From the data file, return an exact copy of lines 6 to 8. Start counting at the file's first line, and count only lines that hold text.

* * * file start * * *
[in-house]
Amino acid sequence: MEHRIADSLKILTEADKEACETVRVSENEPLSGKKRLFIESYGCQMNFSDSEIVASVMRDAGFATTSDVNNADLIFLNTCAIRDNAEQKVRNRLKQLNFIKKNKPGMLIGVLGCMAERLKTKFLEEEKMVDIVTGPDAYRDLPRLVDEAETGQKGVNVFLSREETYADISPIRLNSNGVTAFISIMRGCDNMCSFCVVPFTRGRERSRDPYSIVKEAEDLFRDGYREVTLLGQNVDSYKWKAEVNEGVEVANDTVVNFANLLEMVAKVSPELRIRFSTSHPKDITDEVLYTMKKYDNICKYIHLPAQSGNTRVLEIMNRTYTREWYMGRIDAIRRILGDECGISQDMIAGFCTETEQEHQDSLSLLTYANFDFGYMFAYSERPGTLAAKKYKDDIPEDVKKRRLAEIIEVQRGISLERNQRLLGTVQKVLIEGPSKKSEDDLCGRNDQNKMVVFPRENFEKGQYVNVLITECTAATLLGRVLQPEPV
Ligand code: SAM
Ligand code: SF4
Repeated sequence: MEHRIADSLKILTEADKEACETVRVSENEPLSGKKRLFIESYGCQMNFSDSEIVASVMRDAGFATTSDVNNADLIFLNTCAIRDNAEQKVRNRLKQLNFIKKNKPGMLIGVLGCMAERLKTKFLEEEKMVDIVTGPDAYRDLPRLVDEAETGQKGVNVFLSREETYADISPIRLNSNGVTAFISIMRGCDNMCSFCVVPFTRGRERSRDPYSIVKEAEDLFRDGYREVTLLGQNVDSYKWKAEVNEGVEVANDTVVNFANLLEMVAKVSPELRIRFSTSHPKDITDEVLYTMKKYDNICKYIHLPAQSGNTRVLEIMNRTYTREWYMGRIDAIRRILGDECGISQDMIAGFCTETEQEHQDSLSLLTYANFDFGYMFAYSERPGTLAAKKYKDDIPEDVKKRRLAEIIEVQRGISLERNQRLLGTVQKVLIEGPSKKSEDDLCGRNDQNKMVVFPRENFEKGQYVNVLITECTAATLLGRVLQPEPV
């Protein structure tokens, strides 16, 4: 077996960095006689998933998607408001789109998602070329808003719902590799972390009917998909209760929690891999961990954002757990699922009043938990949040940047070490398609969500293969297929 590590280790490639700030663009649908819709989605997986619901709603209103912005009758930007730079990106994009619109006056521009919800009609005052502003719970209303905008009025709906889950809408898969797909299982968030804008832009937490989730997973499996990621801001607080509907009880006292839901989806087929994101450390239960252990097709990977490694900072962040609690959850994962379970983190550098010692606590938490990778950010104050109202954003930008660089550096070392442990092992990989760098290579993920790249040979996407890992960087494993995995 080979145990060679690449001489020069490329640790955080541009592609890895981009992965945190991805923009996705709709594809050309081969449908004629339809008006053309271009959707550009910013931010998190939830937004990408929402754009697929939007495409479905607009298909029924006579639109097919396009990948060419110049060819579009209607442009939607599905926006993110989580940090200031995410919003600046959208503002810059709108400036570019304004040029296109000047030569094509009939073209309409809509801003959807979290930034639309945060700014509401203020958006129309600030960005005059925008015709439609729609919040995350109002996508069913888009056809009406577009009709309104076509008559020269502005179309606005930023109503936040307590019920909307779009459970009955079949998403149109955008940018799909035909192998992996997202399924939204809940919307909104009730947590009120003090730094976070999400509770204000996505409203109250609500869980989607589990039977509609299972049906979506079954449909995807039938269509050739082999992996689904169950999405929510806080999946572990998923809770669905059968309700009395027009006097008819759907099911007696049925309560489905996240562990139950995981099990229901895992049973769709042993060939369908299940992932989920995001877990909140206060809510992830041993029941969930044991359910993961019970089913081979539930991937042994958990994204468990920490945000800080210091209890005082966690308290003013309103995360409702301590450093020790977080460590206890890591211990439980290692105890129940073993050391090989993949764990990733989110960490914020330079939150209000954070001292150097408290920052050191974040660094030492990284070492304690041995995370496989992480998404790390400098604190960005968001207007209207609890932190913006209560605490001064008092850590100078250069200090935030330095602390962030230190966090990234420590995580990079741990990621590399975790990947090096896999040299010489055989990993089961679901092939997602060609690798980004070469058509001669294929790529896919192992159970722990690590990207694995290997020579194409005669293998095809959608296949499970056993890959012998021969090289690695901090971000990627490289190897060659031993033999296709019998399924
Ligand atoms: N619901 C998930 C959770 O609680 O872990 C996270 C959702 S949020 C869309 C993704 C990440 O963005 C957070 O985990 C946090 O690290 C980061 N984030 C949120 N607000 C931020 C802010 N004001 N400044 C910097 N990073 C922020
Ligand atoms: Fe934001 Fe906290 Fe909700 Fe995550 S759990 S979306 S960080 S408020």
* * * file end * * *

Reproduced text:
């Protein structure tokens, strides 16, 4: 077996960095006689998933998607408001789109998602070329808003719902590799972390009917998909209760929690891999961990954002757990699922009043938990949040940047070490398609969500293969297929 590590280790490639700030663009649908819709989605997986619901709603209103912005009758930007730079990106994009619109006056521009919800009609005052502003719970209303905008009025709906889950809408898969797909299982968030804008832009937490989730997973499996990621801001607080509907009880006292839901989806087929994101450390239960252990097709990977490694900072962040609690959850994962379970983190550098010692606590938490990778950010104050109202954003930008660089550096070392442990092992990989760098290579993920790249040979996407890992960087494993995995 080979145990060679690449001489020069490329640790955080541009592609890895981009992965945190991805923009996705709709594809050309081969449908004629339809008006053309271009959707550009910013931010998190939830937004990408929402754009697929939007495409479905607009298909029924006579639109097919396009990948060419110049060819579009209607442009939607599905926006993110989580940090200031995410919003600046959208503002810059709108400036570019304004040029296109000047030569094509009939073209309409809509801003959807979290930034639309945060700014509401203020958006129309600030960005005059925008015709439609729609919040995350109002996508069913888009056809009406577009009709309104076509008559020269502005179309606005930023109503936040307590019920909307779009459970009955079949998403149109955008940018799909035909192998992996997202399924939204809940919307909104009730947590009120003090730094976070999400509770204000996505409203109250609500869980989607589990039977509609299972049906979506079954449909995807039938269509050739082999992996689904169950999405929510806080999946572990998923809770669905059968309700009395027009006097008819759907099911007696049925309560489905996240562990139950995981099990229901895992049973769709042993060939369908299940992932989920995001877990909140206060809510992830041993029941969930044991359910993961019970089913081979539930991937042994958990994204468990920490945000800080210091209890005082966690308290003013309103995360409702301590450093020790977080460590206890890591211990439980290692105890129940073993050391090989993949764990990733989110960490914020330079939150209000954070001292150097408290920052050191974040660094030492990284070492304690041995995370496989992480998404790390400098604190960005968001207007209207609890932190913006209560605490001064008092850590100078250069200090935030330095602390962030230190966090990234420590995580990079741990990621590399975790990947090096896999040299010489055989990993089961679901092939997602060609690798980004070469058509001669294929790529896919192992159970722990690590990207694995290997020579194409005669293998095809959608296949499970056993890959012998021969090289690695901090971000990627490289190897060659031993033999296709019998399924
Ligand atoms: N619901 C998930 C959770 O609680 O872990 C996270 C959702 S949020 C869309 C993704 C990440 O963005 C957070 O985990 C946090 O690290 C980061 N984030 C949120 N607000 C931020 C802010 N004001 N400044 C910097 N990073 C922020
Ligand atoms: Fe934001 Fe906290 Fe909700 Fe995550 S759990 S979306 S960080 S408020």